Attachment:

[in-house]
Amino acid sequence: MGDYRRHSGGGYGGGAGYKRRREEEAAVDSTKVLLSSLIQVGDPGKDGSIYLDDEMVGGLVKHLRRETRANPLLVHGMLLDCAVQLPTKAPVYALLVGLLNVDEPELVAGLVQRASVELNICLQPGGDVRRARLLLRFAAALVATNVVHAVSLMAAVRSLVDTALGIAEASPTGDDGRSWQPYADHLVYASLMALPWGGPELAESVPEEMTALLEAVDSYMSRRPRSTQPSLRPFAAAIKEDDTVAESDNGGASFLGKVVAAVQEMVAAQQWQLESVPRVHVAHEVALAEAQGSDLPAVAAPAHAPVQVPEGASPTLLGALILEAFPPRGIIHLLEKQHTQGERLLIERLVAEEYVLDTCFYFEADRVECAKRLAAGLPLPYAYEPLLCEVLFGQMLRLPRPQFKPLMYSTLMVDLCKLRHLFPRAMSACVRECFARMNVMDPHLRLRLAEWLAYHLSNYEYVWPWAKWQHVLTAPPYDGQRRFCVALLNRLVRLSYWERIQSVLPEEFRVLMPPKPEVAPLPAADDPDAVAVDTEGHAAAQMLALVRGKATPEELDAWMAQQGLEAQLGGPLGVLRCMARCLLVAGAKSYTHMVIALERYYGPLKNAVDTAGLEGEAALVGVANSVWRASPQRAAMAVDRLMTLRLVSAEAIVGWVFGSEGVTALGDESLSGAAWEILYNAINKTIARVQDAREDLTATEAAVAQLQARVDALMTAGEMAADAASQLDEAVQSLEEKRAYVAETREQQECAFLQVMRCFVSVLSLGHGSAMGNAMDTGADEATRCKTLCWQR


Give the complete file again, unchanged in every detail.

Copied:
[in-house]
Amino acid sequence: MGDYRRHSGGGYGGGAGYKRRREEEAAVDSTKVLLSSLIQVGDPGKDGSIYLDDEMVGGLVKHLRRETRANPLLVHGMLLDCAVQLPTKAPVYALLVGLLNVDEPELVAGLVQRASVELNICLQPGGDVRRARLLLRFAAALVATNVVHAVSLMAAVRSLVDTALGIAEASPTGDDGRSWQPYADHLVYASLMALPWGGPELAESVPEEMTALLEAVDSYMSRRPRSTQPSLRPFAAAIKEDDTVAESDNGGASFLGKVVAAVQEMVAAQQWQLESVPRVHVAHEVALAEAQGSDLPAVAAPAHAPVQVPEGASPTLLGALILEAFPPRGIIHLLEKQHTQGERLLIERLVAEEYVLDTCFYFEADRVECAKRLAAGLPLPYAYEPLLCEVLFGQMLRLPRPQFKPLMYSTLMVDLCKLRHLFPRAMSACVRECFARMNVMDPHLRLRLAEWLAYHLSNYEYVWPWAKWQHVLTAPPYDGQRRFCVALLNRLVRLSYWERIQSVLPEEFRVLMPPKPEVAPLPAADDPDAVAVDTEGHAAAQMLALVRGKATPEELDAWMAQQGLEAQLGGPLGVLRCMARCLLVAGAKSYTHMVIALERYYGPLKNAVDTAGLEGEAALVGVANSVWRASPQRAAMAVDRLMTLRLVSAEAIVGWVFGSEGVTALGDESLSGAAWEILYNAINKTIARVQDAREDLTATEAAVAQLQARVDALMTAGEMAADAASQLDEAVQSLEEKRAYVAETREQQECAFLQVMRCFVSVLSLGHGSAMGNAMDTGADEATRCKTLCWQR